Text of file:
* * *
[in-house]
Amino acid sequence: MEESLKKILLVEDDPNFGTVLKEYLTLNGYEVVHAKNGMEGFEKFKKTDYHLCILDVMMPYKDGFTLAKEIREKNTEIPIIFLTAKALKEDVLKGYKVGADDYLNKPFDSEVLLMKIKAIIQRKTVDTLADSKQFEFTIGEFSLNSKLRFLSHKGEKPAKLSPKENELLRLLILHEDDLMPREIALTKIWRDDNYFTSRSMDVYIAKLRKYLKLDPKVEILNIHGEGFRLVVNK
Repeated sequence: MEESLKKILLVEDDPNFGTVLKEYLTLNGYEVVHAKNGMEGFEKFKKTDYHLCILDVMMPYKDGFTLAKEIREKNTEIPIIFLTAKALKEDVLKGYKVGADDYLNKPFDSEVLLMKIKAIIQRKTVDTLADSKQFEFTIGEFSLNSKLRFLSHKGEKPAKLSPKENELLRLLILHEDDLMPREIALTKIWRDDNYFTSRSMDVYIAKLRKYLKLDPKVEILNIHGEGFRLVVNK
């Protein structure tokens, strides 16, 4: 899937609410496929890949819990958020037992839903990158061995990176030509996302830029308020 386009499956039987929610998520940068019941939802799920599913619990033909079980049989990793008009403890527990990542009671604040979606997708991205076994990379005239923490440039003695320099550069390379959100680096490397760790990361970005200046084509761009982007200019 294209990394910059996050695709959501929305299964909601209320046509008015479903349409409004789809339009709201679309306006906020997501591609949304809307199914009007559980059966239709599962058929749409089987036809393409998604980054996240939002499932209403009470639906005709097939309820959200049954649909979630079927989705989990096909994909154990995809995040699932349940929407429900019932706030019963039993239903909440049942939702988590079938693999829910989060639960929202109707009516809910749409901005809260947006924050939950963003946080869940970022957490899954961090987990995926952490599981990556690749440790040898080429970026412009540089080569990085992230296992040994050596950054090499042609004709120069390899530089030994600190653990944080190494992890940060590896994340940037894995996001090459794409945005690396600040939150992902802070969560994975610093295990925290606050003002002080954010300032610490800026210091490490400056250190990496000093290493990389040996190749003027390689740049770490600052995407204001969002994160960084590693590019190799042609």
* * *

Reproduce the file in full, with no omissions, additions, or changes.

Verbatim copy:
[in-house]
Amino acid sequence: MEESLKKILLVEDDPNFGTVLKEYLTLNGYEVVHAKNGMEGFEKFKKTDYHLCILDVMMPYKDGFTLAKEIREKNTEIPIIFLTAKALKEDVLKGYKVGADDYLNKPFDSEVLLMKIKAIIQRKTVDTLADSKQFEFTIGEFSLNSKLRFLSHKGEKPAKLSPKENELLRLLILHEDDLMPREIALTKIWRDDNYFTSRSMDVYIAKLRKYLKLDPKVEILNIHGEGFRLVVNK
Repeated sequence: MEESLKKILLVEDDPNFGTVLKEYLTLNGYEVVHAKNGMEGFEKFKKTDYHLCILDVMMPYKDGFTLAKEIREKNTEIPIIFLTAKALKEDVLKGYKVGADDYLNKPFDSEVLLMKIKAIIQRKTVDTLADSKQFEFTIGEFSLNSKLRFLSHKGEKPAKLSPKENELLRLLILHEDDLMPREIALTKIWRDDNYFTSRSMDVYIAKLRKYLKLDPKVEILNIHGEGFRLVVNK
């Protein structure tokens, strides 16, 4: 899937609410496929890949819990958020037992839903990158061995990176030509996302830029308020 386009499956039987929610998520940068019941939802799920599913619990033909079980049989990793008009403890527990990542009671604040979606997708991205076994990379005239923490440039003695320099550069390379959100680096490397760790990361970005200046084509761009982007200019 294209990394910059996050695709959501929305299964909601209320046509008015479903349409409004789809339009709201679309306006906020997501591609949304809307199914009007559980059966239709599962058929749409089987036809393409998604980054996240939002499932209403009470639906005709097939309820959200049954649909979630079927989705989990096909994909154990995809995040699932349940929407429900019932706030019963039993239903909440049942939702988590079938693999829910989060639960929202109707009516809910749409901005809260947006924050939950963003946080869940970022957490899954961090987990995926952490599981990556690749440790040898080429970026412009540089080569990085992230296992040994050596950054090499042609004709120069390899530089030994600190653990944080190494992890940060590896994340940037894995996001090459794409945005690396600040939150992902802070969560994975610093295990925290606050003002002080954010300032610490800026210091490490400056250190990496000093290493990389040996190749003027390689740049770490600052995407204001969002994160960084590693590019190799042609």